Living with wildlife

Living in Australia means we have some incredible wildlife sharing our environment. Learn about living harmoniously with bats, possums, magpies, Indian Myna birds and various venomous creatures.

Two bats hanging in tree
The Toowoomba Region plays host to three species of flying foxes, the grey-headed, black and little red flying foxes. Due to their diet of predominantly fruit, nectar and pollen of native trees, they are often also known as fruit bats. Flying foxes belong to the group of megabats, the largest bats in the world and are distinct from the much smaller, insect-eating microbats. Flying foxes play a vital role in maintaining the ...
Possum in tree
Council does not offer any services to trap or remove possums. A permit is required to trap and remove possums. Residents who experience problems with possums should contact: Department of Environment and Resource Management on 1300 130 372 in order to arrange the removal or relocation of possums. DPI and National Parks & Wildlife on 13 74 68. Handy links Queensland Department of Environment & Resource Management (DERM) Living with Wildlife - (DERM website) ...
Indian or common mynas are not to be confused with the native noisy miner birds. Mynas are currently not declared pests under state legislation. Therefore there is no legislative requirement for landholders or councils to undertake control. Localised trapping can temporarily reduce numbers of mynas but doesn’t have a lasting impact on populations at a regional scale. ...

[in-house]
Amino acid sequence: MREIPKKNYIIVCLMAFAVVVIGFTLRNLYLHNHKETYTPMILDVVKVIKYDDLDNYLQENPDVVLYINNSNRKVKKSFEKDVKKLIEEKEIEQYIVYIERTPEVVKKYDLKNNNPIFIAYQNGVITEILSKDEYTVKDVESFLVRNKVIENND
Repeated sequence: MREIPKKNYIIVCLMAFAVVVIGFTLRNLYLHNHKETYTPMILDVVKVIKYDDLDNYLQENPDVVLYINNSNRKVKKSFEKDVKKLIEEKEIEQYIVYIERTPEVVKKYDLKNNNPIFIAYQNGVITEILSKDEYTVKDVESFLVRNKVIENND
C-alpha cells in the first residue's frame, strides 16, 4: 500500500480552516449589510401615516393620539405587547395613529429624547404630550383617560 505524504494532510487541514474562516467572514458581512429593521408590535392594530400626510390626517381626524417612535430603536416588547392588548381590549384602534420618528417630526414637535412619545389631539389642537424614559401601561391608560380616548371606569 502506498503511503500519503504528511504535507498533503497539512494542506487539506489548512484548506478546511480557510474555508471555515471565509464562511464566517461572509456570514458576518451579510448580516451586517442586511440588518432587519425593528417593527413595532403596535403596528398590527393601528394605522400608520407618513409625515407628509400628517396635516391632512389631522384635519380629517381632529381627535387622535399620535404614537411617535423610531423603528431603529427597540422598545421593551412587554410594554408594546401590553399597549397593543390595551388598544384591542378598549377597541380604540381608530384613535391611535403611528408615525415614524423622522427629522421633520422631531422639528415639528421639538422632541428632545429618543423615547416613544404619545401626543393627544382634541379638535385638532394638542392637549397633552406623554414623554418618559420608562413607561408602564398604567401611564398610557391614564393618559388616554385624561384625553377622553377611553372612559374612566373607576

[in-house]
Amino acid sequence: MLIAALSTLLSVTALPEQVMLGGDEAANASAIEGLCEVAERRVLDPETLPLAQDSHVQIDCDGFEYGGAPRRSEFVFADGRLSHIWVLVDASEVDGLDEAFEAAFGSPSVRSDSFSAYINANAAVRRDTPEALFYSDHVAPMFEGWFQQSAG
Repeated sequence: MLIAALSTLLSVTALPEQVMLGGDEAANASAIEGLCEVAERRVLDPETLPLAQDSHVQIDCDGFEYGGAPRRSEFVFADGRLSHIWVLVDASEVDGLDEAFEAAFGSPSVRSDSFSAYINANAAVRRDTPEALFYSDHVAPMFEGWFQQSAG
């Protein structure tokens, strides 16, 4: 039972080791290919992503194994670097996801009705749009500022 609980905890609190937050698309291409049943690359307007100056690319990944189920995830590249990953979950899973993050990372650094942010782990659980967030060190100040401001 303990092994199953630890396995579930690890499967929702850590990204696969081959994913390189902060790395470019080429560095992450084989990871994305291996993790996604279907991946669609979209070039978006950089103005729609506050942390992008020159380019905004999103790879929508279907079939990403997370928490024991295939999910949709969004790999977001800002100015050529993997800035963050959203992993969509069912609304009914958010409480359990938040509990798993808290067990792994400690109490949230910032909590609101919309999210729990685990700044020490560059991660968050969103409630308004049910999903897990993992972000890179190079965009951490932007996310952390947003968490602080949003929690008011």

Australia is home to many of the world's most venomous snakes, spiders and marine animals. To assist education about the treatment of bites and stings an antivenom producer has created a free smartphone app called "Australian Bites & Stings". The app provides up-to-date first aid information. This app is not a Toowoomba Regional Council product but one we thought might be handy. More information can be found on the app provider's page: ...
Spring and summer are the nesting season of many birds. During that time, some species may become aggressive and swoop residents that venture too close to a bird's nesting site. The most well-known bird for displaying swooping behaviour is the Australian magpie, However, other species of native birds have also been known to swoop, including the masked lapwing (plover), butcherbird, torresian crow and noisy miner. All of these native birds are ...
For wildlife emergencies you can contact either the RSPCA or FAUNA. To minimise any stress the animal may be experiencing you should place the animal in a dark, quiet area away from people, pets and noise. RSPCA QueenslandWebsite: www.rspcaqld.org.au/emergenciesPhone: 1300 ANIMAL ( 1300 264 625 ) Wildlife Welfare Carers (based in Oakey, Queensland)Website: www.wildlifeswelfarecarers.websyte.com.auPhone: 07 46912675Mobile: 0417 070 337 F.A.U.N.A. (Fostercare of Australia 's Unique Native ...
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